‘Human Development is About People Being Able to Meet Their Aspirations’ – Arthur Grimes’ reflection on rearticulating human development

Arthur Grimes is a Professor at the School of Government, Wellington School of Business and Government, and inaugural holder of the Chair of Wellbeing and Public Policy. He is also a Senior Fellow at Motu Economic and Public Policy Research in Wellington, New Zealand.

During May, the ISC will be featuring essays written by experts on Rearticulating Human Development. This is a joint project with the UNDP. ISC members and your networks are encouraged to participate. Visit the project homepage here.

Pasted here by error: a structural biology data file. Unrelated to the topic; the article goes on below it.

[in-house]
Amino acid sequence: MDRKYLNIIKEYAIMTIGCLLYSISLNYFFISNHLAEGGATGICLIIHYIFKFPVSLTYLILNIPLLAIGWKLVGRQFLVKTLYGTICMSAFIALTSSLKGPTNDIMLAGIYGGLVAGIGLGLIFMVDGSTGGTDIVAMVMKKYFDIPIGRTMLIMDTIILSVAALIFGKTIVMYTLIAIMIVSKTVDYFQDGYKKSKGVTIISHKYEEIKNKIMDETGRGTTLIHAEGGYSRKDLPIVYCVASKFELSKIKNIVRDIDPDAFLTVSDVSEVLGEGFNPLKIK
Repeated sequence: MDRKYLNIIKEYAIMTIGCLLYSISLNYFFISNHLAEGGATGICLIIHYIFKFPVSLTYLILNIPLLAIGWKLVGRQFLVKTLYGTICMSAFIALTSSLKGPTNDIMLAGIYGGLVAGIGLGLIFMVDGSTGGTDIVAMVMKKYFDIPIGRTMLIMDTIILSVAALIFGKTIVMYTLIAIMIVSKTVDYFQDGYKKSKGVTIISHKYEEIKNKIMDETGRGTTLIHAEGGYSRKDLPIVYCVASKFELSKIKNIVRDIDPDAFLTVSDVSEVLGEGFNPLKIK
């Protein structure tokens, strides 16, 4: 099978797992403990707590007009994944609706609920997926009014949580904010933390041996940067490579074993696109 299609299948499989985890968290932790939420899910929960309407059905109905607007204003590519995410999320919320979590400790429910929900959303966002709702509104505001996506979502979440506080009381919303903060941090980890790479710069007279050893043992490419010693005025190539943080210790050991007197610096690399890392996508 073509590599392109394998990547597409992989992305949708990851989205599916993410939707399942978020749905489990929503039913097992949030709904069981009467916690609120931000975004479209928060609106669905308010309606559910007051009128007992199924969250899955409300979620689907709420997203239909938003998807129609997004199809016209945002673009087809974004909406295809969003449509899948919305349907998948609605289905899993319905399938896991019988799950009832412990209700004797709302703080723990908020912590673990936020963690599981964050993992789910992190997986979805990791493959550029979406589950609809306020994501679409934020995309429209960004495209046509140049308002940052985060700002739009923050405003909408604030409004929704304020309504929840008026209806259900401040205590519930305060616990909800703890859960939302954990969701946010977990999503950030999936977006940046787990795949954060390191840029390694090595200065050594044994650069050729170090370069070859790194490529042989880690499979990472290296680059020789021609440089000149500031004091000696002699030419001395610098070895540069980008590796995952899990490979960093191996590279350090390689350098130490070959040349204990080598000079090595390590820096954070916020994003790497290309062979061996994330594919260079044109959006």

What do you think is at the core of the human development concept?

I think human development is about people being able to meet their aspirations. Aspirations are contextual. They are formed through interactions with a person’s immediate environment and also from what they see happening in the rest of the world. People want to be doing as well as other people they see around them and those that they see further afield, in a variety of ways, not just materially. To sum up, I would say it means meeting their aspirations, where those aspirations are informed by what they see is possible for other people.

Your research focuses on well-being, in what ways does it fit in the human development concept? Read more.


Image by Viv Lynch on Flickr

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